ONGC faces problems transferring dividends from Russian projects due to ownership structure
MOSCOW. Nov 24 (Interfax) - Indian oil and gas company ONGC has shown that companies from countries that are friendly toward Russia can face problems transferring dividends from their Russian projects if their corporate structure includes entities from "unfriendly" jurisdictions.
The interim dividends that ONGC recently received from Vankorneft are sitting in the company's Russian banks and the company is now working on mechanisms to repatriate them to Singapore, where its holding company for the Russian asset is located, ONGC chief commercial officer Nirmal Kumar said in a second-quarter earnings call with investors.
"Because Singapore is presently designated as a unfriendly country by the Russian authority, we have certain issues with repatriation, but we have received the dividends and they presently remain in rubles" in Russia, Kumar said.
Special ruble C-type accounts, which were introduced by a presidential decree issued March 5, 2022, are one of the central elements of the capital restrictions Russia introduced in response to sanctions against the country. Among other things, earnings on securities held by "unfriendly" nonresidents are blocked in these accounts and can be converted into foreign currency only with the permission of the Russian authorities. As of the beginning of November, such accounts held over 280 billion rubles, Central Bank data showed.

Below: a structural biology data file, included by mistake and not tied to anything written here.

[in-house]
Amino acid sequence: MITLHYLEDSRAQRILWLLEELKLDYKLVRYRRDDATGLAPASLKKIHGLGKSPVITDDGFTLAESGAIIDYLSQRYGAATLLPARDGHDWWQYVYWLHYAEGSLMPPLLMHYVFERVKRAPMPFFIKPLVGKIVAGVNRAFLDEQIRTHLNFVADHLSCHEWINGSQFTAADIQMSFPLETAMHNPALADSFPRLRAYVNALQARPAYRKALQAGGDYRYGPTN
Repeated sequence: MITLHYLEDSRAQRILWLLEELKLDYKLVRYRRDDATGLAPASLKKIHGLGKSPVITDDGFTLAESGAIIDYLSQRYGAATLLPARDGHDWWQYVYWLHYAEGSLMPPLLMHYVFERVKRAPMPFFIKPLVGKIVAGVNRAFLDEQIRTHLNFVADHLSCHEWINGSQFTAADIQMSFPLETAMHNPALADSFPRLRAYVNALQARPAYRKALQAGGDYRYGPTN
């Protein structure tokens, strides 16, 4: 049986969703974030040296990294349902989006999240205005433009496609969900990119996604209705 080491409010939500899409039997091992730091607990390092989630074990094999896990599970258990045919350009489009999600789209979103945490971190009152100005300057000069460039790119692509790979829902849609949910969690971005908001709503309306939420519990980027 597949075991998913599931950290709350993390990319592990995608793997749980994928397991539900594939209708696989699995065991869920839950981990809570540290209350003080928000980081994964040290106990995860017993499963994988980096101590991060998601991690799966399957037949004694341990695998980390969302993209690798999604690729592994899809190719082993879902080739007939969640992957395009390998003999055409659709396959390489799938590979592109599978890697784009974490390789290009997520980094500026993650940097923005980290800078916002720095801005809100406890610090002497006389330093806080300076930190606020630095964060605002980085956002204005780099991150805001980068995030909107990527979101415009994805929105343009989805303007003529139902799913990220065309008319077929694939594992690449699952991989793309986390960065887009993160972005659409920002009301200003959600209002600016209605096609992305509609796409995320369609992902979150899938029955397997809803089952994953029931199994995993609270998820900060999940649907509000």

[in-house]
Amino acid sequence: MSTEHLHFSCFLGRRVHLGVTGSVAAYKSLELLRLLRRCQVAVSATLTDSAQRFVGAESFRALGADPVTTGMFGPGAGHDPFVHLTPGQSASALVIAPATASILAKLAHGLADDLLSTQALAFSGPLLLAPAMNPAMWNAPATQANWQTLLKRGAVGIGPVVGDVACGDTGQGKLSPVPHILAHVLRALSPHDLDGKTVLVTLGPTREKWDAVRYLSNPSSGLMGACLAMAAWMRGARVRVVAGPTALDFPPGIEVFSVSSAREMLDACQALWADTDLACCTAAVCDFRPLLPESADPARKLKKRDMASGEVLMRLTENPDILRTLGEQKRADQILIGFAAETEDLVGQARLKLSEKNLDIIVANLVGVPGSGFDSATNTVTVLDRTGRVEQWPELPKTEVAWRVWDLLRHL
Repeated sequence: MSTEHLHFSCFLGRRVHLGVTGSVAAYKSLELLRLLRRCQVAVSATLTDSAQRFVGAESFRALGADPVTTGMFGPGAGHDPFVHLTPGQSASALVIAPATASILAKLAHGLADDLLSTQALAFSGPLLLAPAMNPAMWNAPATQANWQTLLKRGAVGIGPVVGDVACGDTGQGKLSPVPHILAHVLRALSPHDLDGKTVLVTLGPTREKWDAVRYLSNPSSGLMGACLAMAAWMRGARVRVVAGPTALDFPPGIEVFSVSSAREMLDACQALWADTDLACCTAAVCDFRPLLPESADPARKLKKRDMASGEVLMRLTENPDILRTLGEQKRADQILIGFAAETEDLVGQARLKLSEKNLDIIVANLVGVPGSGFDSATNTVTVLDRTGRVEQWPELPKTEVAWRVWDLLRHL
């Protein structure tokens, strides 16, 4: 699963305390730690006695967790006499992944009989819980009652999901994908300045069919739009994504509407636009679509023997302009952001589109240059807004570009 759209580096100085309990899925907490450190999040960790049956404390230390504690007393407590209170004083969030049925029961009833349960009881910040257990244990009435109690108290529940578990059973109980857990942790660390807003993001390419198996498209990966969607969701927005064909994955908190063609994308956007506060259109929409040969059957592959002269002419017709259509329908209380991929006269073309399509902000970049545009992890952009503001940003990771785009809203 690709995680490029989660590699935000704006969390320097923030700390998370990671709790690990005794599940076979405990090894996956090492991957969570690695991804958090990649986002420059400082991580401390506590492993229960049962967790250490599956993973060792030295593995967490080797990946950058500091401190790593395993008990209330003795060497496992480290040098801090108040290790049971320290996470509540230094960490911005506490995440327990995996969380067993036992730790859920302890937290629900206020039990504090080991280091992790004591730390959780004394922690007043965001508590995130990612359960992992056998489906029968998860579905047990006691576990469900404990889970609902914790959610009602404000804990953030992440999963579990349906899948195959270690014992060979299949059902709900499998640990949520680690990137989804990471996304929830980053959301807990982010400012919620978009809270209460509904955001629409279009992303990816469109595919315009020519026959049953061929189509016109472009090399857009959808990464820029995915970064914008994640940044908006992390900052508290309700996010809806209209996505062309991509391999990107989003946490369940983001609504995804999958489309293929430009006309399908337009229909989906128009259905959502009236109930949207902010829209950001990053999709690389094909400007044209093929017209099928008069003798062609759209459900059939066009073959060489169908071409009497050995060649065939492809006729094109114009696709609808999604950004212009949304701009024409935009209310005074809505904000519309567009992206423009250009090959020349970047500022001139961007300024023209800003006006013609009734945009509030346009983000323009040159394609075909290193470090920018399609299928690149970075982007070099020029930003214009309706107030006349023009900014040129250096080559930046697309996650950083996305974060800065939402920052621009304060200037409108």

Vankorneft owns the key field of the Vankor cluster, Vankorskoye, which produced 10.5 million tonnes of oil in 2021, 7% less than a year earlier. Indian companies ONGC Videsh Ltd., Oil India Limited, Indian Oil Corporation and Bharat Petroresources own 49.9% of Vankorneft and Rosneft owns the remainder.